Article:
Global Watch: Top 10 Department Stores
What’s your favorite department store? The experts at London-based design consultancy Dalziel and Pow have just come out with their top 10 global department store destinations. It’s an interesting list, with some familiar players, and some less so.
Here are the firm’s picks:
- Neiman Marcus, Walnut Creek, Calif.: The only U.S. retailer to make the cut, Neiman’s new California outpost is a stunner.
- Liverpool, Interlomas (Mexico City): Dalziel and Pow calls Liverpool’s newest flagship a “supremely confident and challenging statement” from an ambitious retailer.
- Lane Crawford, Hong Kong: Described as “high on style, with a real point of difference,” this ultra-modern four-level store is an ultimate luxury destination.
- Lotte, Seoul: The flagship of Lotte Department Stores, offers “a stand-out experience” in a fast-growing market.”
- Selfridges, London: Some consider it the world’s coolest department store. I tend to agree. As Dalziel and Pow puts it, “ever evolving, ever surprising.”
- Bon Marche, Paris: One hundred and sixty years young, and still as fresh and relevant as ever, according to Dalziel and Pow.
- Holt Renfrew, Toronto: The flagship of one of North American’s most progressive department store retailers, Holt Renfrew is sleek and sophisticated.
- Illum Bolinghus, Copenhagen: The epitome of Scandinavian cool.
- Tsutaya Lifestyle Store, Tokyo: A music, books and culture store that provides a rich, immersive environment were customers can lose themselves.
- Paris, Santiago: Specializing in womenswear, Paris has a “new identity with expressive visual merchandising and a unique design approach” that make it stand out from the competition.”
The Dalziel and Pow Top 10 is just one part of a fascinating read on the future of department stores. Click here to download the full report.
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Ocean Spray appoints global CMO
LAKEVILLE-MIDDLEBORO, Mass. — Ocean Spray Cranberries has appointed Thano Chaltas to the newly created role of global CMO. He will report directly to Ken Romanzi, SVP and COO of Ocean Spray Brands.
Chaltas will be responsible for global brand development, and a part of the grower-owned cooperative’s leadership team.
“As the world’s leading producer of cranberry juices, juice drinks and dried cranberries, and the best-selling brand in the bottled juice category, Ocean Spray is creating the global CMO position to further leverage our great brands, talent and innovation in order to drive global business growth,” said Randy Papadellis, president and CEO of Ocean Spray. “Thano has more than 20 years of progressive marketing experience with Kraft, WellPet and UST, and I’m confident he will bring strong marketing, strategy and management expertise to the cooperative.”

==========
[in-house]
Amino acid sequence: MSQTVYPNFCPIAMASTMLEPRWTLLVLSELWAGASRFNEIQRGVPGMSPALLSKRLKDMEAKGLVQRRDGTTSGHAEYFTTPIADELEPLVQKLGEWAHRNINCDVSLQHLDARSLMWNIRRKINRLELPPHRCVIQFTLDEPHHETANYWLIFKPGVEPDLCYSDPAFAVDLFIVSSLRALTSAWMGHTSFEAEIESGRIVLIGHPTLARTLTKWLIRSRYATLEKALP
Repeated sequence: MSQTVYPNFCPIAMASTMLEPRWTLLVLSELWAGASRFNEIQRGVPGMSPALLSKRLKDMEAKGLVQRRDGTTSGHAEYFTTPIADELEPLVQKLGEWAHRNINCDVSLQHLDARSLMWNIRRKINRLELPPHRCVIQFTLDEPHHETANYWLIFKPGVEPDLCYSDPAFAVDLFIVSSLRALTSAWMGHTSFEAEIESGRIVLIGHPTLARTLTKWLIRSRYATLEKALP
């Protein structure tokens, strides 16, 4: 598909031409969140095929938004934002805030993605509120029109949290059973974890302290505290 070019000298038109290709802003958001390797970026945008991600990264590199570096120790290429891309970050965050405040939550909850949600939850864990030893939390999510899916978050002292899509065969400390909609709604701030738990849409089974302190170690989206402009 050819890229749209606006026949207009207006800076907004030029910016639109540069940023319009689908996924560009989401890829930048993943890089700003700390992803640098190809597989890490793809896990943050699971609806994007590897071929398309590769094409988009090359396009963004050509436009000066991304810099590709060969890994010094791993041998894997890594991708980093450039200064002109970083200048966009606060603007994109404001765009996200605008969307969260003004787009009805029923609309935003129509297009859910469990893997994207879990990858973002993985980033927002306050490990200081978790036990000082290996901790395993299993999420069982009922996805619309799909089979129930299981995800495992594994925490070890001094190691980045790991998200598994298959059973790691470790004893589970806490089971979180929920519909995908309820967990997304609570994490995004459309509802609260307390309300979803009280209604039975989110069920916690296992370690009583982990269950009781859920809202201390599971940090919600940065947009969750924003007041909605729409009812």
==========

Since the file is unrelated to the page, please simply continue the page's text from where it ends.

Prior to his appointment at Ocean Spray, Chaltas served as CMO at WellPet, LLC, a producer and marketer of premium, natural food for pets. Chaltas was responsible for all aspects of marketing, including brand management, new product innovation, marketing research, marketing services and consumer affairs. He successfully drove record revenue and growing market share across all brands; led the creation of new products that were a significant contributor to growth by implementing a rigorous stage and gate new product development process; launched the company’s first ever national advertising campaign; and developed new brands in partnership with Target stores. In addition to his marketing responsibilities, he also served as interim head of sales and led a staff of about 70 sales people and 21 marketers.
Chaltas also spent 13 years at Kraft Foods Group Inc. in roles with increasing brand and customer marketing responsibilities across several divisions including beverage, snacks, coffee and cereal. He worked on alliances with top media and sports properties and managed highly visible brands including Post, Kool-Aid and Maxwell House.
“I look forward to working with the iconic grower-owned cooperative and its portfolio of great-tasting, good-for-you products,” said Chaltas. “I plan to utilize my knowledge and experience to grow Ocean Spray’s global brand presence, deliver innovative new products that are consistent with today’s consumer lifestyles and attract new loyal customers across the country and the world.”
Chaltas earned an undergraduate degree from Brown University and an M.B.A. in marketing, finance and organizational behavior from the J.L. Kellogg Graduate School of Management at Northwestern University in Evanston, Ill.
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I’m sure I’m not the only one who has some pretty vivid memories of back- to-school shopping: getting dragged out alongside my mother to buy new outfits and a few No. 2 pencils. Now, it seems like everyone in the retail world is finding a way to join the party.
In recent years, a number of new and perhaps unexpected retailers have thrown their hats into the back-to-school ring in some interesting and creative ways. In a space that used to be reserved for a fairly select group of retailers (primarily child and teen apparel retailers and larger discount stores), the entry of some new national names has shaken up the back-to-school landscape.
Today, specialty retailers are joining mass merchants and apparel retailers in the back-to-school pool. While the degree to which they have done so successfully is up for debate — and the quality of execution varies significantly from one brand to the next — it’s an unmistakable trend. I think what’s happening is that many specialty retailers have concluded that they need to come up with their own back-to-school angle if they are going to tap into the annual late-summer/early-fall shopping frenzy. For the average family, that commercial activity is no small expense: the International Council of Shopping Centers (ICSC) reports that “the average household expenditure on all types of back-to-school items is expected to be about $285 this year,” with 84% of consumers planning to spend the same or more than they did last year.